• Ideal Time
    • an ideal day is a day (usually of 8 hours) without interruptions, the developer can focus on working on the task continuously
      • interruptions can be emails, meetings, sick leave, etc.
    • can be used in the place of story points in the following Agile estimation tools
    • but less ideal as “ideal day” is non-existent and the performances of individual developers are different
  • Buffer
    • extra time added to the end of a project to account for delays, obstacles, and other unforeseen issues to help predict an accurate completion date

Agile Estimation Tools and Techniques

  • Wide band Delphi
    • a consensus-based anonymous group estimation method
    • evolves from the Delphi Method – developed in the 1940s by the RAND Corporation as a forecasting tool
    • wide band = more interaction and communication
    • Steps of wide band Delphi
      1. Schedule the estimation meeting with team members (and possibly other stakeholders)
      2. Describe the work to be estimated together with the requirements, resources and constraints
      3. Everyone gives estimates (usually in terms of man-hour, etc.) individually and anonymously, noting any assumptions and major pieces of work that led to the estimate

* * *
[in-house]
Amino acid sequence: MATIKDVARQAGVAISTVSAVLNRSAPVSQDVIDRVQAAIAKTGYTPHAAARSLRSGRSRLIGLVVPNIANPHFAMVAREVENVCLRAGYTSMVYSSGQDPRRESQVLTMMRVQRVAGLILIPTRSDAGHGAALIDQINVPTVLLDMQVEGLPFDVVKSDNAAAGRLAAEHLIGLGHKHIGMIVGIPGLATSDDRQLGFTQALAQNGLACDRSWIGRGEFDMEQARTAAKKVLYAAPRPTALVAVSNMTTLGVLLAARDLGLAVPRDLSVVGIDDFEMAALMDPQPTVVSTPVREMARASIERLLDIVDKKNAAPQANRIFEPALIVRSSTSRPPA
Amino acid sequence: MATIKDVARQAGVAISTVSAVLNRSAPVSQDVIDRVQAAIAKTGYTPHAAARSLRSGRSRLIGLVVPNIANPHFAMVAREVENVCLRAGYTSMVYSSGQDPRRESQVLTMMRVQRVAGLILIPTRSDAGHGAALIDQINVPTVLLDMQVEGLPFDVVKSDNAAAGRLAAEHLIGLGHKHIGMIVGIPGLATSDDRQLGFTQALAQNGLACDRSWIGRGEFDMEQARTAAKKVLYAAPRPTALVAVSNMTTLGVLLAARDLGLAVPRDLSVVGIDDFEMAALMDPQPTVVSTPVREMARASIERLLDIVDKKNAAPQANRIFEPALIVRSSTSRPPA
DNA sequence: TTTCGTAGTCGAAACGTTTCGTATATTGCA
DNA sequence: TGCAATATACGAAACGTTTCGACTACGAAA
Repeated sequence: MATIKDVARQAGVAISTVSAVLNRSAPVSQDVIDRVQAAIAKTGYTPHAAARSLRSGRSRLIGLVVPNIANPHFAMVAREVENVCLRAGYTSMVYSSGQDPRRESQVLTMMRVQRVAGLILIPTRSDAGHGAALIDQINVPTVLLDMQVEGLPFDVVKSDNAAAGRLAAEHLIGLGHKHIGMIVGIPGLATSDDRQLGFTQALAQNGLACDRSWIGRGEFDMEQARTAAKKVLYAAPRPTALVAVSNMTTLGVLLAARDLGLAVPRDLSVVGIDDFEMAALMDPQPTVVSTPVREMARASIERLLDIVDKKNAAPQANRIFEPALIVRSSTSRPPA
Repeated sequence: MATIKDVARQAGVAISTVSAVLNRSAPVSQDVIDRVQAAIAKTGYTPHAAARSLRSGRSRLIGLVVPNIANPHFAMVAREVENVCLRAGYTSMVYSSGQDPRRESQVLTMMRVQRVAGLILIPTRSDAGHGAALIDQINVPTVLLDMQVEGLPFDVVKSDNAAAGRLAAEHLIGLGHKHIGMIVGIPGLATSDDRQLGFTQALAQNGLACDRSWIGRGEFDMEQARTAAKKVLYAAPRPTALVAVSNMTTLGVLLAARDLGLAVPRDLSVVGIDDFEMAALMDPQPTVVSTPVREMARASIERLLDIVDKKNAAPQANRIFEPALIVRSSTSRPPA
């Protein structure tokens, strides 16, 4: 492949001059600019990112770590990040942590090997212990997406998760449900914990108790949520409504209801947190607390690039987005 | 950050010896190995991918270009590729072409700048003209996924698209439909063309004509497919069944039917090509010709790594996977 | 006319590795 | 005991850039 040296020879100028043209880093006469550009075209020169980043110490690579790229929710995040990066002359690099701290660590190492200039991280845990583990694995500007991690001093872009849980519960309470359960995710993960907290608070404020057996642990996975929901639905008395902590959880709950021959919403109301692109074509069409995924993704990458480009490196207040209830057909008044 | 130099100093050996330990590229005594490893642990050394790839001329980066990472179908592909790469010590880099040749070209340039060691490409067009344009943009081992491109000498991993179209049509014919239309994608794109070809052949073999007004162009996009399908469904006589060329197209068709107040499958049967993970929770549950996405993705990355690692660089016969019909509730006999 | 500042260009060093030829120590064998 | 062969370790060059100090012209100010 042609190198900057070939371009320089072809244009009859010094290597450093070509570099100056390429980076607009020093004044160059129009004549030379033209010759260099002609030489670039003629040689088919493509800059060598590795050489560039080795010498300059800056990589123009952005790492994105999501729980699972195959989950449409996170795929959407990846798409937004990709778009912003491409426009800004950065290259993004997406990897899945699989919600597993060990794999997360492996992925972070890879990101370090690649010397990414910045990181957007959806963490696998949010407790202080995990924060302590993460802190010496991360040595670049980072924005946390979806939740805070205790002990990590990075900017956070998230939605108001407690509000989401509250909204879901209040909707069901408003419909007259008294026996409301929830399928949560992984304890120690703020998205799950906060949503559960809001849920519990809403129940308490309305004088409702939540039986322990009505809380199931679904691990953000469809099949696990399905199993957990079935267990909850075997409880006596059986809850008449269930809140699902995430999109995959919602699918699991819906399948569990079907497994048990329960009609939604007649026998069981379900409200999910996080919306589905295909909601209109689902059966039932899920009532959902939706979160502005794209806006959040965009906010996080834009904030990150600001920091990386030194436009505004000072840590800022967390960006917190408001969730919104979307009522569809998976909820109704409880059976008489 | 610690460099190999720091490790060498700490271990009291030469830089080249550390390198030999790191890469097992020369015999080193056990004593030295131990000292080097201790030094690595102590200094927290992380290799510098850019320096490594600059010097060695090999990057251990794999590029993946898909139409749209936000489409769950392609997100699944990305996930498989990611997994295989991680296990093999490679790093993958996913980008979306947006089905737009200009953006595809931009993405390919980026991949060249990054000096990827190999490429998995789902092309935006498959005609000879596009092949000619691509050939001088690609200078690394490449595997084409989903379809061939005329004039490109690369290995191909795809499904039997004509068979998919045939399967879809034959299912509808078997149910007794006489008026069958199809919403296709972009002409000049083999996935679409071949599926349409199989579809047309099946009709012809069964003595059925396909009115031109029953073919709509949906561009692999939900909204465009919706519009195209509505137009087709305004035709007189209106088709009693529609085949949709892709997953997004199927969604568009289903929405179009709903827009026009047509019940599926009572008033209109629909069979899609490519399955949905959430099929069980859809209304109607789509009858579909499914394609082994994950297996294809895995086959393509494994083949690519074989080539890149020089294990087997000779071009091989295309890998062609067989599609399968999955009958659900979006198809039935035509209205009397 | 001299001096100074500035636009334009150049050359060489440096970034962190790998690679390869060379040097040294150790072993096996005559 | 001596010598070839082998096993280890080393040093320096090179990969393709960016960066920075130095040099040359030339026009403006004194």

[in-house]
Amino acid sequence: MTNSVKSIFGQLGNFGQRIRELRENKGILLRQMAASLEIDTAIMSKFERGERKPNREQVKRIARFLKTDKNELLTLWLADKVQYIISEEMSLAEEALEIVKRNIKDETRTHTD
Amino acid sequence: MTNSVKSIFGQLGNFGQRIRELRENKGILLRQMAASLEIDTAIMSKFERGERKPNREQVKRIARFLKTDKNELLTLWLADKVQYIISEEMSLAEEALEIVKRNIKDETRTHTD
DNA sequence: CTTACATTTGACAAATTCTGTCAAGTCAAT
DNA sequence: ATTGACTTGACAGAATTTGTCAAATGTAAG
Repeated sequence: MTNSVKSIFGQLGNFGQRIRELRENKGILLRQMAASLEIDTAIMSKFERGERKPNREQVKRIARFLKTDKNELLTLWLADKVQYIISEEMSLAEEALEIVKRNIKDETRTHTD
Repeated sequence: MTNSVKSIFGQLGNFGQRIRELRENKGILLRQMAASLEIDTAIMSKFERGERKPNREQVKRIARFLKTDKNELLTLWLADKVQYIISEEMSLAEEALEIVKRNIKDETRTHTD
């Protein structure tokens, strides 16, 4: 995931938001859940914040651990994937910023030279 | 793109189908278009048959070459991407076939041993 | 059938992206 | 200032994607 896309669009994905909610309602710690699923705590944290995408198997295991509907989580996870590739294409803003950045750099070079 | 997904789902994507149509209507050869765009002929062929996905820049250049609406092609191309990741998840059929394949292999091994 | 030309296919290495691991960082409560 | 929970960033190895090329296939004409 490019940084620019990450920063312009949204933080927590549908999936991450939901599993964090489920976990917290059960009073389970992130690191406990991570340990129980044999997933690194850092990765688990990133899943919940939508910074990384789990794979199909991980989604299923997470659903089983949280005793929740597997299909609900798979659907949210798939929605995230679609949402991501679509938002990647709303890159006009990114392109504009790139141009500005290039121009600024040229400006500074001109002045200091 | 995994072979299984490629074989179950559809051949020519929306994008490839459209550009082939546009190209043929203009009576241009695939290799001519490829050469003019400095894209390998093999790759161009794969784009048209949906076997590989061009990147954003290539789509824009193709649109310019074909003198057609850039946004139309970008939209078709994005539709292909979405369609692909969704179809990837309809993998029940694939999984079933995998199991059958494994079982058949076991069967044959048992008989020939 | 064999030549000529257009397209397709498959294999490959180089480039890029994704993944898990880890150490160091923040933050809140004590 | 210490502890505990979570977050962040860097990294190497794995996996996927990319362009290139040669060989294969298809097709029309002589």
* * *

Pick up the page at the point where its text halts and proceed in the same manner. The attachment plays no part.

4. Present the results for discussion e.g. on a chart without disclosing who makes which estimate
      5. Repeat steps 3 & 4 for 2 to 3 rounds with a view to reach a consensus (an acceptable range of estimates)
  • Planning Poker
    • a tools to help the implementation of Wide band Delphi
    • reference user stories are presented with corresponding story points
    • each member to give story points / man-hours / affinity estimates (XS, S, M, L, XL) / ? (if unknown or difficult to estimate) to user stories individually with the use of a set cards with pre-defined set of values (usually in Fibonacci sequence, e.g. 2,3,5,8,13)